In the March 20, 2020 Federal Register, the Coast Guard published a Notice of Availability for Navigation and Inspection Circular (NVIC) 01-20: Guidelines for Addressing Cyber Risks at Maritime Transportation Security Act (MTSA) Regulated Facilities. On the same day the Coast Guard also published ALCOAST Commandant Notice 040/20, which states that all facilities will be required to conduct facility security assessments (FSA) and amend their facility security plans (FSP) to incorporate cybersecurity vulnerabilities and mitigation strategies in accordance with the NVIC. This requirement applies to all MTSA facilities.
The implementation period runs from the date of the release of these documents until September 30, 2021. During this implementation period the Coast Guard intends for facilities to assess cybersecurity vulnerabilities for their FSAs and prepare mitigation strategies for their FSPs. At the end of the implementation period, once all the issues have been addressed and the kinks worked out, facilities must submit their proposed amendments for review and approval. Beginning October 1, 2021, facilities must begin submitting FSP amendments or cybersecurity annexes by the facility's annual audit date. All submissions must be made by October 1, 2022.
Cybersecurity is a complex issue. Writing these amendments and cybersecurity annexes will require significant input of facilities' IT and OT personnel. The NVIC suggests, but does not require the use of, the National Institute of Standards and Technology's Framework for Improving Critical Infrastructure Cybersecurity. This is a comprehensive management document which covers the subject in great detail. It appears, based upon the guidance published by the Coast Guard, that they intend for facilities to have a thorough cybersecurity management plan incorporated into their FSPs.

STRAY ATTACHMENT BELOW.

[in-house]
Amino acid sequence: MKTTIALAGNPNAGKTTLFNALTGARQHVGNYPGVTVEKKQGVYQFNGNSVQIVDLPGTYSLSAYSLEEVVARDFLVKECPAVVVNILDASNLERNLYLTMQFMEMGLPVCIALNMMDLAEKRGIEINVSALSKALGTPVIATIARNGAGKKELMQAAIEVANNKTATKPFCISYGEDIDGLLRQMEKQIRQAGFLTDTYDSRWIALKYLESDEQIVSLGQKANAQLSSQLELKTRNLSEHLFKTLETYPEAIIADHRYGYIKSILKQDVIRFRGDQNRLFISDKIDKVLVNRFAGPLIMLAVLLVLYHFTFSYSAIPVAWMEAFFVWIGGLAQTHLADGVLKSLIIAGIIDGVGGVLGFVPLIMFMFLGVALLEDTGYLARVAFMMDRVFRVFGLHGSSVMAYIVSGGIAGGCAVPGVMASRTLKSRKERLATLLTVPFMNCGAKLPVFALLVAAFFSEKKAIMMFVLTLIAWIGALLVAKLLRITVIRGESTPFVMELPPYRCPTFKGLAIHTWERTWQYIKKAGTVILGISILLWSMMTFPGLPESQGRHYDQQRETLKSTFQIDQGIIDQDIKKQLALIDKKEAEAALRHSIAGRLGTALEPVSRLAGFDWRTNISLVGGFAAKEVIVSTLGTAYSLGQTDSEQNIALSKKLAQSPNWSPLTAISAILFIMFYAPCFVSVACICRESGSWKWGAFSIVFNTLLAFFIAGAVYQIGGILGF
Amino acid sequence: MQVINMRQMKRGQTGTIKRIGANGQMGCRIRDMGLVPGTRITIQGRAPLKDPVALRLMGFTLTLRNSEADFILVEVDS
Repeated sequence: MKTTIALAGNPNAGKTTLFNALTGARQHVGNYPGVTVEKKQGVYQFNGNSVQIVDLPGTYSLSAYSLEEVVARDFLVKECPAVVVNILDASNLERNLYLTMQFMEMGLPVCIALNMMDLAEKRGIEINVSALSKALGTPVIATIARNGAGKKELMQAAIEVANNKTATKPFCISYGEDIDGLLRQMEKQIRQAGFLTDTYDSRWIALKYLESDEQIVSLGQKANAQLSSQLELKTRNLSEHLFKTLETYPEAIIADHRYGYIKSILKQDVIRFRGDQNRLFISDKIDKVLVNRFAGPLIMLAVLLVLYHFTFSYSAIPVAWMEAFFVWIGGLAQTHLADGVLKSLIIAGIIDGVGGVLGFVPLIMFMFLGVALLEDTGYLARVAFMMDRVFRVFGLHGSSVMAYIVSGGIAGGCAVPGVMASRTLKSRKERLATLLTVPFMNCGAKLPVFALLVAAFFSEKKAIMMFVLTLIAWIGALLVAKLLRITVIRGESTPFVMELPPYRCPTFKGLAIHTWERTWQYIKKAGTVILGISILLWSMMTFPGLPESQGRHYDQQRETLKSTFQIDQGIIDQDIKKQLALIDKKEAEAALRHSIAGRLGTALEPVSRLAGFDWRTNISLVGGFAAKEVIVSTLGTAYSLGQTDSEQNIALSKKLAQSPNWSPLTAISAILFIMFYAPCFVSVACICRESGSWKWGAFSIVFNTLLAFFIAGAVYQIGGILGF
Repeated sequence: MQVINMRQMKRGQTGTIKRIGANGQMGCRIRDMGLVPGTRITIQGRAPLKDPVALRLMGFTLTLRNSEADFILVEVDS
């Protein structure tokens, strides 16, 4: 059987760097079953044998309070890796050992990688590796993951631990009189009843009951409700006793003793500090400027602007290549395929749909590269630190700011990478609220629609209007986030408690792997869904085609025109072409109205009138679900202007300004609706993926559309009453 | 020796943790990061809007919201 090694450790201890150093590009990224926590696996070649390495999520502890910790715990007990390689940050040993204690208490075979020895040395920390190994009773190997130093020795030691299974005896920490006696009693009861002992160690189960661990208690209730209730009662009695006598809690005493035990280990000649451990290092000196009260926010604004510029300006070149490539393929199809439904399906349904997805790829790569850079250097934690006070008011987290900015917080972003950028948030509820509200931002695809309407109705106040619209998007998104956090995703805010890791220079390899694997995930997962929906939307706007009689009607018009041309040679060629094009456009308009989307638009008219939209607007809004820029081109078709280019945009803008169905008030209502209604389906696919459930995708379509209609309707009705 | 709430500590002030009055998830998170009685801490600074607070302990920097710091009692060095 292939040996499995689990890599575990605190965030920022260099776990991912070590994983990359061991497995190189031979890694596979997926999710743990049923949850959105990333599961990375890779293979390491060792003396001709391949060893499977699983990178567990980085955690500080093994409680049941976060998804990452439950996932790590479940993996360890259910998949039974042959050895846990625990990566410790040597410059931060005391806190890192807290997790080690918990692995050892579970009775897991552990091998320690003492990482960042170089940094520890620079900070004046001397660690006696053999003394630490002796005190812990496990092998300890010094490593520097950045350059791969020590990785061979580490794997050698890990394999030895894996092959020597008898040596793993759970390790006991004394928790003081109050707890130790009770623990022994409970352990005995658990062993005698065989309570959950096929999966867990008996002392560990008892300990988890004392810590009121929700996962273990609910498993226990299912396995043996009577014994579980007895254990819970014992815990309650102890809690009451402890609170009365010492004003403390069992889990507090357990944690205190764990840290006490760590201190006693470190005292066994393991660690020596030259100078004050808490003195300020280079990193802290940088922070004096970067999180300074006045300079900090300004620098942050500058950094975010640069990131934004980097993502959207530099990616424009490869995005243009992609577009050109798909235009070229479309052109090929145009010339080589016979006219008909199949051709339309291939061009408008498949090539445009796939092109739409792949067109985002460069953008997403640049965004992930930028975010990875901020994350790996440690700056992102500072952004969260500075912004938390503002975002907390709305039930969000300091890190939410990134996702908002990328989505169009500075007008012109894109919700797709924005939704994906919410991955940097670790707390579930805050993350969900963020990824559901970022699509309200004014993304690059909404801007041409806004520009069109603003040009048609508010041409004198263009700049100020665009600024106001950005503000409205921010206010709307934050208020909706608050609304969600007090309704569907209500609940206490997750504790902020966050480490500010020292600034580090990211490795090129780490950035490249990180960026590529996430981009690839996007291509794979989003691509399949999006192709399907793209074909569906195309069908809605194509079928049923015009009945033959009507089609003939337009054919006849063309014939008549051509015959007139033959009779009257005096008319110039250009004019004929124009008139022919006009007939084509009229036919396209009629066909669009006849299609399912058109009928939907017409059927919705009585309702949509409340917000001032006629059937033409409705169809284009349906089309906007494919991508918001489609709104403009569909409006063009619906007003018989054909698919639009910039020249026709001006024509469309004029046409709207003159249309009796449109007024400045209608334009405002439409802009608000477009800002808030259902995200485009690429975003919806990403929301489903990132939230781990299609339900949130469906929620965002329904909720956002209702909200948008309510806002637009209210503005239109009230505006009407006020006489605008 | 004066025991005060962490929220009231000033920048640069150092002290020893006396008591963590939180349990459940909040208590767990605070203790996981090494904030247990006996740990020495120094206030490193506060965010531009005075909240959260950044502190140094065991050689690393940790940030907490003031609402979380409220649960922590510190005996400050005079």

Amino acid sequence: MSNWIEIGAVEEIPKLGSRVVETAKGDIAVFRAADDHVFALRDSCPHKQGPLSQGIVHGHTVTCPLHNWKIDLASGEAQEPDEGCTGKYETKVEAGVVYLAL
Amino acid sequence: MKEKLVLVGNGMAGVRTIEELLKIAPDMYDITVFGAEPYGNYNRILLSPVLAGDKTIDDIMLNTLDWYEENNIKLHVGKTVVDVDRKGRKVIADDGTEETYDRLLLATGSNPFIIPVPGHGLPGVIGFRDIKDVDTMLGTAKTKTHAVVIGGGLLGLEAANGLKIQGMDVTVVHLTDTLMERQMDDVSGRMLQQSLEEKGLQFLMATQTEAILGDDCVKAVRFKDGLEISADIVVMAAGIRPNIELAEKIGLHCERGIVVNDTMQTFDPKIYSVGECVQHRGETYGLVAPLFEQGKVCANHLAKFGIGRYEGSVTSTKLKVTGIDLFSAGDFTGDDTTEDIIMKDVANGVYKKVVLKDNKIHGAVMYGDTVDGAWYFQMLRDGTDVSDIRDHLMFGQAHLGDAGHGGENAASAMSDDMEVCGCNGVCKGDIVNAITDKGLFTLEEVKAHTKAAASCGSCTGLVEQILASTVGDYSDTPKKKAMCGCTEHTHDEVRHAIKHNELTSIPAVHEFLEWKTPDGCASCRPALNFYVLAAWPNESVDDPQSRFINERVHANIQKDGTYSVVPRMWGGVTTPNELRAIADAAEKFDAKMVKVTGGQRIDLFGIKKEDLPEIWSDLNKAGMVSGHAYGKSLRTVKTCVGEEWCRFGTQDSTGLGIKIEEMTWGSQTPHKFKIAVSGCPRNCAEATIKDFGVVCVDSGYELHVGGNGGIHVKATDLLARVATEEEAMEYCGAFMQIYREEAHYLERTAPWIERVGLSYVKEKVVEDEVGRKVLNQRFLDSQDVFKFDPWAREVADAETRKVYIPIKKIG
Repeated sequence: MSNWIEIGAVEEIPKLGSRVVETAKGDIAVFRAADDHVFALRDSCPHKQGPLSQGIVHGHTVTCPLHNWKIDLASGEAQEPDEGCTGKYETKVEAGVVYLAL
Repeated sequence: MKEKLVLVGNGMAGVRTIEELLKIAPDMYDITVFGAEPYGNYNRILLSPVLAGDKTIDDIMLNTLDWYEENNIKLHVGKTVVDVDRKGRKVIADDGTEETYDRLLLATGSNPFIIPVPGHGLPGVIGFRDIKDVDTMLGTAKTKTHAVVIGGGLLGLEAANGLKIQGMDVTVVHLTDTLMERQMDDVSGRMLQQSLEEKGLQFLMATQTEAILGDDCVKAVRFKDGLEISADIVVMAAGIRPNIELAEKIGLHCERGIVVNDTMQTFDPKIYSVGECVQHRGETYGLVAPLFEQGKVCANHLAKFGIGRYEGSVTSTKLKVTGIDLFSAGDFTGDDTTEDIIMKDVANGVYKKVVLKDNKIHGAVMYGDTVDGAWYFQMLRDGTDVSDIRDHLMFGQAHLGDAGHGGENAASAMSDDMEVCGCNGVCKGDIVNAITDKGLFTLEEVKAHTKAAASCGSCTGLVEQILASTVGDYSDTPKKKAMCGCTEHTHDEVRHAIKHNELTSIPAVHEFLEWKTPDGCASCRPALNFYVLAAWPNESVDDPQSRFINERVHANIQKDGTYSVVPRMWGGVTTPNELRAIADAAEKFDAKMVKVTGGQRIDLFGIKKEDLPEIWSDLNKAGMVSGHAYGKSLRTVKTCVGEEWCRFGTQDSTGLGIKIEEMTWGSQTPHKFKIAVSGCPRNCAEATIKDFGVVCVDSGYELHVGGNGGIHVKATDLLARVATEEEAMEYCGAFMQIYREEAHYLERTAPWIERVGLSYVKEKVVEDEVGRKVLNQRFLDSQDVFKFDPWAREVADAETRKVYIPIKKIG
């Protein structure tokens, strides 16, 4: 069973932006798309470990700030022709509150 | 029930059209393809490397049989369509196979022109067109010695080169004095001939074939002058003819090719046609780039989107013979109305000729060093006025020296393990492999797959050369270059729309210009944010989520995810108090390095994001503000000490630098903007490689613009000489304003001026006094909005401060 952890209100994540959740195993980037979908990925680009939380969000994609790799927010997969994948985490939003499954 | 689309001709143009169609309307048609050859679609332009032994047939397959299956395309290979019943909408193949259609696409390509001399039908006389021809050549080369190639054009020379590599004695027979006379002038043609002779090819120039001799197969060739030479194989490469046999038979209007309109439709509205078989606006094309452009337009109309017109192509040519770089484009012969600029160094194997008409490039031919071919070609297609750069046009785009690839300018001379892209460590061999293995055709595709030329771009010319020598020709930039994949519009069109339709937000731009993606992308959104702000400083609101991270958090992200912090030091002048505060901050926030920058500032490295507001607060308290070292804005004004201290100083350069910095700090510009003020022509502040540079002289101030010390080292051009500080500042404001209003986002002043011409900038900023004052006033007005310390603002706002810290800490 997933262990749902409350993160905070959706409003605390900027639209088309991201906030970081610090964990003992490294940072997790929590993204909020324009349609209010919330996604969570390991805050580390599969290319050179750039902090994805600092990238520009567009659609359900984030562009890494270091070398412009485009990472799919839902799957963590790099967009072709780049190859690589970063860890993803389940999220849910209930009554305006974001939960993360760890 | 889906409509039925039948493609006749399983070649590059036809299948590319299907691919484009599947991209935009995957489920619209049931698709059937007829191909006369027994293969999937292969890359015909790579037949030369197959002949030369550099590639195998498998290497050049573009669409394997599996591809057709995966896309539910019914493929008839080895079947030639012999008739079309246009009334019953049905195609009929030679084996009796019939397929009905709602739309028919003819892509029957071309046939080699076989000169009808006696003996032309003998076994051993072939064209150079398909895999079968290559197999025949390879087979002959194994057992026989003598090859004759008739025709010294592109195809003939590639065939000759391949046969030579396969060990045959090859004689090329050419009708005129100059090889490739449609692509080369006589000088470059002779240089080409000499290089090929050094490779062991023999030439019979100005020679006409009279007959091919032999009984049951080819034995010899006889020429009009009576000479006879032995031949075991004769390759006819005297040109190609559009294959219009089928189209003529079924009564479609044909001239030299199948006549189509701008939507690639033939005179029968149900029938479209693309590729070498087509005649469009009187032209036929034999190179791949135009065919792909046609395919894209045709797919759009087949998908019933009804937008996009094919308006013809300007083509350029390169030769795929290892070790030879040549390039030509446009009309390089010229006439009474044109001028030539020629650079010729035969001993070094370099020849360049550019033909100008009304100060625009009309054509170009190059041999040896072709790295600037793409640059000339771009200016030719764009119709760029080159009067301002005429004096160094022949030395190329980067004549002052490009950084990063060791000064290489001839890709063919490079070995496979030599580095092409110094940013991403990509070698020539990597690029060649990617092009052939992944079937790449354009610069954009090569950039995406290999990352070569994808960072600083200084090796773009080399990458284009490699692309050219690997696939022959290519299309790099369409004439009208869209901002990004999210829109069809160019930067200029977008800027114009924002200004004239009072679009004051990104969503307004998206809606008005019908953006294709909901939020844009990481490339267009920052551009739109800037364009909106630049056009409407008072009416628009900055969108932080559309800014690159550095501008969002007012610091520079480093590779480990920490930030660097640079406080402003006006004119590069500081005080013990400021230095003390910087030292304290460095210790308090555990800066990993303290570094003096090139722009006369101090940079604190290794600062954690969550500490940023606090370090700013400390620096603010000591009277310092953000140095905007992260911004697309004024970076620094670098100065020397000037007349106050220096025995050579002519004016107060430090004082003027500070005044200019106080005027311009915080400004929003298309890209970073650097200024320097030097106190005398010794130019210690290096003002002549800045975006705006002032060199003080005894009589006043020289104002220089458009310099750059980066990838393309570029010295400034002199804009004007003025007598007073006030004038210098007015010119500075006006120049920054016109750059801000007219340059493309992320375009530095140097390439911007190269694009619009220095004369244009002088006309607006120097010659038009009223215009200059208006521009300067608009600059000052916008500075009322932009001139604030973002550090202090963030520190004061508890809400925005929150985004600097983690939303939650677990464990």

As we move forward creating these cybersecurity annexes for our clients, I have one major concern: "scope creep."The Coast Guard makes it clear that this mandate is not based upon a new law, but originates from the MTSA. The Coast Guard is just providing guidance on how best to address the existing requirement to assess "vulnerabilities in computer systems and networks." The MTSA requires facilities to submit security plans for deterring a transportation security incident (TSI) to the maximum extent practicable. A TSI is defined in the regulations as: "a security incident resulting in a significant loss of life, environmental damage, transportation system disruption, or economic disruption in a particular area." All threat scenarios evaluated during an MTSA facility security assessment are supposed to be considered within the context of this TSI definition. Over the past seventeen years Coast Guard guidance has been aligned with this principle.
There are many cybersecurity threats to facilities. However, I suspect not all will cause or contribute to a TSI, a Breach of Security, and/or the identification of Suspicious Activity, and therefore will not rise to the level that will require inclusion in the FSP. This limited scope, described in the ALCOAST, is partially mentioned in one sentence in the NVIC, and is not mentioned at all in the Facility Inspector Cyber Job Aid, thus causing the potential for "scope creep." Remember, whatever is incorporated into the FSP basically has the force of law, and you can't change it without amending the FSP. The biggest challenge I see will be keeping cybersecurity threats addressed in the FSP within the limited scope described in the ALCOAST. This will require careful conversations with the Coast Guard personnel charged with review and approval.